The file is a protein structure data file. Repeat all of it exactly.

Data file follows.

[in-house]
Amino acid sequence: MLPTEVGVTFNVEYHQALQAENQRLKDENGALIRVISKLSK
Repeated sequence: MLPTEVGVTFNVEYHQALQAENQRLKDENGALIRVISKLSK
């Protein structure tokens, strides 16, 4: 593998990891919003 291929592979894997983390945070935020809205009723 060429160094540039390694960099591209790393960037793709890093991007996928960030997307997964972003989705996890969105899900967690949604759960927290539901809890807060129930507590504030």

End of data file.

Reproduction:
[in-house]
Amino acid sequence: MLPTEVGVTFNVEYHQALQAENQRLKDENGALIRVISKLSK
Repeated sequence: MLPTEVGVTFNVEYHQALQAENQRLKDENGALIRVISKLSK
């Protein structure tokens, strides 16, 4: 593998990891919003 291929592979894997983390945070935020809205009723 060429160094540039390694960099591209790393960037793709890093991007996928960030997307997964972003989705996890969105899900967690949604759960927290539901809890807060129930507590504030």